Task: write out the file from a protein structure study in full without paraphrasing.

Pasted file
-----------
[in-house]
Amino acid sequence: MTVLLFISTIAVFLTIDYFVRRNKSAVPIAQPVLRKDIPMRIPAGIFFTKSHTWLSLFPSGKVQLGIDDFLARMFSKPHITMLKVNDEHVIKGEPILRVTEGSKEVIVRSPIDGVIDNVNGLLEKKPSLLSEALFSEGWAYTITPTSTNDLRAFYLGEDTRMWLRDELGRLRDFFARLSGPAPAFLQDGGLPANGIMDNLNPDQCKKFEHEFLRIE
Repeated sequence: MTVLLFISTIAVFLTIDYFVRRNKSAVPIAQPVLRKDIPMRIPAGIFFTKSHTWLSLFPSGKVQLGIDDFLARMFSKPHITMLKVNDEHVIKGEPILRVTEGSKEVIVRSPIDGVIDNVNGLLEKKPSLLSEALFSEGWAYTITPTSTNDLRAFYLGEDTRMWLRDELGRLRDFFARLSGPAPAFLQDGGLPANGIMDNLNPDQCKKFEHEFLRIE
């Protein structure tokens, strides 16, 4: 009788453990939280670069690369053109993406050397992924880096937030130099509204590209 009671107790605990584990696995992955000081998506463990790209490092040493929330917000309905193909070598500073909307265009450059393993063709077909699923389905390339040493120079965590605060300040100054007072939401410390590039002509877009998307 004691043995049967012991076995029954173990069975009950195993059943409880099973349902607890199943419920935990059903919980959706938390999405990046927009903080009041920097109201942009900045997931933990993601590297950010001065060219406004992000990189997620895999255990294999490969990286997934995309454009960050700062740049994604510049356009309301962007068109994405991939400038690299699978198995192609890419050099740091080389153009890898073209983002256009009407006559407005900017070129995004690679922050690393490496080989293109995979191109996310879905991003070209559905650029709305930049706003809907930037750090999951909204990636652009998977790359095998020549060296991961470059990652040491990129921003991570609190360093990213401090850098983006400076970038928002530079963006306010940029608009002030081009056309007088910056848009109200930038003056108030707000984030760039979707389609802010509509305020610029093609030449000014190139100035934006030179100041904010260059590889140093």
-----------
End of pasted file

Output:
[in-house]
Amino acid sequence: MTVLLFISTIAVFLTIDYFVRRNKSAVPIAQPVLRKDIPMRIPAGIFFTKSHTWLSLFPSGKVQLGIDDFLARMFSKPHITMLKVNDEHVIKGEPILRVTEGSKEVIVRSPIDGVIDNVNGLLEKKPSLLSEALFSEGWAYTITPTSTNDLRAFYLGEDTRMWLRDELGRLRDFFARLSGPAPAFLQDGGLPANGIMDNLNPDQCKKFEHEFLRIE
Repeated sequence: MTVLLFISTIAVFLTIDYFVRRNKSAVPIAQPVLRKDIPMRIPAGIFFTKSHTWLSLFPSGKVQLGIDDFLARMFSKPHITMLKVNDEHVIKGEPILRVTEGSKEVIVRSPIDGVIDNVNGLLEKKPSLLSEALFSEGWAYTITPTSTNDLRAFYLGEDTRMWLRDELGRLRDFFARLSGPAPAFLQDGGLPANGIMDNLNPDQCKKFEHEFLRIE
């Protein structure tokens, strides 16, 4: 009788453990939280670069690369053109993406050397992924880096937030130099509204590209 009671107790605990584990696995992955000081998506463990790209490092040493929330917000309905193909070598500073909307265009450059393993063709077909699923389905390339040493120079965590605060300040100054007072939401410390590039002509877009998307 004691043995049967012991076995029954173990069975009950195993059943409880099973349902607890199943419920935990059903919980959706938390999405990046927009903080009041920097109201942009900045997931933990993601590297950010001065060219406004992000990189997620895999255990294999490969990286997934995309454009960050700062740049994604510049356009309301962007068109994405991939400038690299699978198995192609890419050099740091080389153009890898073209983002256009009407006559407005900017070129995004690679922050690393490496080989293109995979191109996310879905991003070209559905650029709305930049706003809907930037750090999951909204990636652009998977790359095998020549060296991961470059990652040491990129921003991570609190360093990213401090850098983006400076970038928002530079963006306010940029608009002030081009056309007088910056848009109200930038003056108030707000984030760039979707389609802010509509305020610029093609030449000014190139100035934006030179100041904010260059590889140093």